Amnesty International concluded that it is highly likely that drone strikes in Pakistan fail to "satisfy the law enforcement standards that govern intentional use of lethal force outside armed conflict", and therefore:

[T]heir deliberate killings by drones … very likely violate the prohibition of arbitrary deprivation of life and may constitute extrajudicial executions.

If we accept the argument made by the Obama administration and the Bush administration before it – that the United States is involved in an armed conflict with al-Qaida and associated forces wherever they are engaged – international humanitarian law is the lex specialis in Pakistan and Yemen. Yet, even with less rigorous limitations on the use of lethal force under international humanitarian law, there is mounting evidence that the Obama administration's use of drones constitute violations of international law in the form of war crimes.

Human Rights Watch examined six strikes in Yemen. According to its report:

Two of these attacks were in clear violation of international humanitarian law – the laws of war – because they struck only civilians or used indiscriminate weapons. The other four cases may have violated the laws of war because the individual attacked was not a lawful military target or the attack caused disproportionate civilian harm.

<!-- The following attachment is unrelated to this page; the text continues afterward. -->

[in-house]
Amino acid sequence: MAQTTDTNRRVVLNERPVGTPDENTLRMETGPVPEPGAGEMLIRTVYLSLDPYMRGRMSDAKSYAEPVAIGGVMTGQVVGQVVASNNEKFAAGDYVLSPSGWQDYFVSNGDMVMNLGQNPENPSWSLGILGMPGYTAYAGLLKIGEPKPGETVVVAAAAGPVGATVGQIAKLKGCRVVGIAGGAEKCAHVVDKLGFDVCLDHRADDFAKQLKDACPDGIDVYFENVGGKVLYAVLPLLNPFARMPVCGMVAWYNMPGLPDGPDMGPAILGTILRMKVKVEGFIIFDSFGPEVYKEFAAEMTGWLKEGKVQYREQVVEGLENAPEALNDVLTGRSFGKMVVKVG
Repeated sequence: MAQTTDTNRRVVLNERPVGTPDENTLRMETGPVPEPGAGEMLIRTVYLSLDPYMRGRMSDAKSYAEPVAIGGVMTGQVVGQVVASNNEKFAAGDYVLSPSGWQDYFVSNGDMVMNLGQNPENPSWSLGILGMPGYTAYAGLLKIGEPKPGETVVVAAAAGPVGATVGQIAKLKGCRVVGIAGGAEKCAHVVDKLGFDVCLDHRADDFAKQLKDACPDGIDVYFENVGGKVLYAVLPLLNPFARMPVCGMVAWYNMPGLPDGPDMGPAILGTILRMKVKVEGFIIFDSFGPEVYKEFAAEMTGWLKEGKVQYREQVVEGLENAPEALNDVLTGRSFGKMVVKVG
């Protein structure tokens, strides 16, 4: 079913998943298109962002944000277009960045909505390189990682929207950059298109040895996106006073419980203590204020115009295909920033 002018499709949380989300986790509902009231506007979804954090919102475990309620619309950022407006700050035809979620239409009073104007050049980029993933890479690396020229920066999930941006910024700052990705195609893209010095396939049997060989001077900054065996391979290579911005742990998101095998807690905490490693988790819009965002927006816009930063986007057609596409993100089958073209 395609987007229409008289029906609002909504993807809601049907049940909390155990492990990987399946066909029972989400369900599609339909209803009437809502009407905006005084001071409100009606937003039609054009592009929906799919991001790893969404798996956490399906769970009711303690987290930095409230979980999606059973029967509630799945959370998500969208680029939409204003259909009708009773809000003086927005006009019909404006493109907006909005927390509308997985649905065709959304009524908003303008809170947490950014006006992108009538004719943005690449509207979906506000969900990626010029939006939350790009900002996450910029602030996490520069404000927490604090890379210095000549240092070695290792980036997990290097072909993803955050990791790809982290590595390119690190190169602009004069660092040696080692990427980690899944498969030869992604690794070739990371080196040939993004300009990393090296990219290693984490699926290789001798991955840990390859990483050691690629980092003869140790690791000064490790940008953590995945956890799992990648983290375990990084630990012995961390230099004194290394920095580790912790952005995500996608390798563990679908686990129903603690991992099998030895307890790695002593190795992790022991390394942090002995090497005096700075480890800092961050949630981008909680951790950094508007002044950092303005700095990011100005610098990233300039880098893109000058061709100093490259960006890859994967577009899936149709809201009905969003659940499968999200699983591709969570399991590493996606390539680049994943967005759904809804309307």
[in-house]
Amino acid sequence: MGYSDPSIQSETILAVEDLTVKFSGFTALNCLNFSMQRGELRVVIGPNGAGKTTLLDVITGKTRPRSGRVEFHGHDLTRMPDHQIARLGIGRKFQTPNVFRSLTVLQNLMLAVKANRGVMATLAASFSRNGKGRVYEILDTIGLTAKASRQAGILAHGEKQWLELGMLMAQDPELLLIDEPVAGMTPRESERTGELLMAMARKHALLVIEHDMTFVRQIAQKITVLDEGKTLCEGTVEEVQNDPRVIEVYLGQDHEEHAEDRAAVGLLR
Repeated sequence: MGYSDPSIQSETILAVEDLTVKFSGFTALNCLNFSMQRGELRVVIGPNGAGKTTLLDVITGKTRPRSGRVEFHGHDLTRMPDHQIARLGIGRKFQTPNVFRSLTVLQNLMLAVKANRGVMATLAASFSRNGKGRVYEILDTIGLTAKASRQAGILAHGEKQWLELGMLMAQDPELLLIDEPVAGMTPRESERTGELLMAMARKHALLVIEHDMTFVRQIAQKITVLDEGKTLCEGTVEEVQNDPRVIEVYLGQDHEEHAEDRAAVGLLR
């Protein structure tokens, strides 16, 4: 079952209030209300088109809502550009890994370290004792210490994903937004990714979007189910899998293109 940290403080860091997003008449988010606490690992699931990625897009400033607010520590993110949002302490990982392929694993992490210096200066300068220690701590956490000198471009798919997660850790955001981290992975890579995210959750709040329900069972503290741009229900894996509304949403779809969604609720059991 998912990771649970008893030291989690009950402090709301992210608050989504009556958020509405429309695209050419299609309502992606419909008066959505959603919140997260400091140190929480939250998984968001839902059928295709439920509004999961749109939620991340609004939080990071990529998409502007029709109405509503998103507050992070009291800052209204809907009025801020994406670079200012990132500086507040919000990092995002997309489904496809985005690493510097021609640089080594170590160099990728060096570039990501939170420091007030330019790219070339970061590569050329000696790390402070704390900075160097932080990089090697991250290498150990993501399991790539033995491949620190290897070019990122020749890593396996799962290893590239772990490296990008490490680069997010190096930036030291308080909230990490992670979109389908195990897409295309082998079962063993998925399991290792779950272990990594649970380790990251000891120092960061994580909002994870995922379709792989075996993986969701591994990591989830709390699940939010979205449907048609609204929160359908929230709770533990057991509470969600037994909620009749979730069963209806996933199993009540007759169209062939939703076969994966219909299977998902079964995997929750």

Going beyond the examination of individual strikes, President Obama has utilized tactics that inherently violate the laws of war. These include the use of so-called "signature strikes" and "double taps". According to Amnesty International:

Under international humanitarian law, US drone operators must at all times abide by the principle of distinction; namely distinguish between civilians and combatants … All feasible precautions must be taken in determining whether a person is a civilian … In case of doubt, the person must be presumed to be protected against direct attack.

Signature strikes target individuals for death based not on the confirmed identity or activities of the targets, but rather "behavioral characteristics" identified as those typical of militants. This is a clear violation of the principle of distinction. Further, Amnesty International questions President Obama's assertion that drone strikes are only launched when there is "near certainty" that civilians will not be killed in the strike – a likely reference to President Obama's disputed method of counting "all military-age males" in the vicinity of an alleged target as militants.

Amnesty International argues that the president's precautionary measures "are only relevant if the US applies the status of 'civilian' to unidentified individuals, rather than presuming they are combatants whom they deem directly targetable. Otherwise, these killings could constitute war crimes or extrajudicial executions."

So for President Obama, it depends upon what the meaning of "defined conflict zone" is. But even if his definition is accurate, it depends upon what the meaning of "civilian" is- and given "civilian" is contrasted with "combatant," it's clear that the Administration is making it up. Clinton's con, by contrast, had the advantage of being true: he wasn't at the time having an affair.  Nor were hundreds of civilians- uh, er, combatants- killed while the President misbehaved.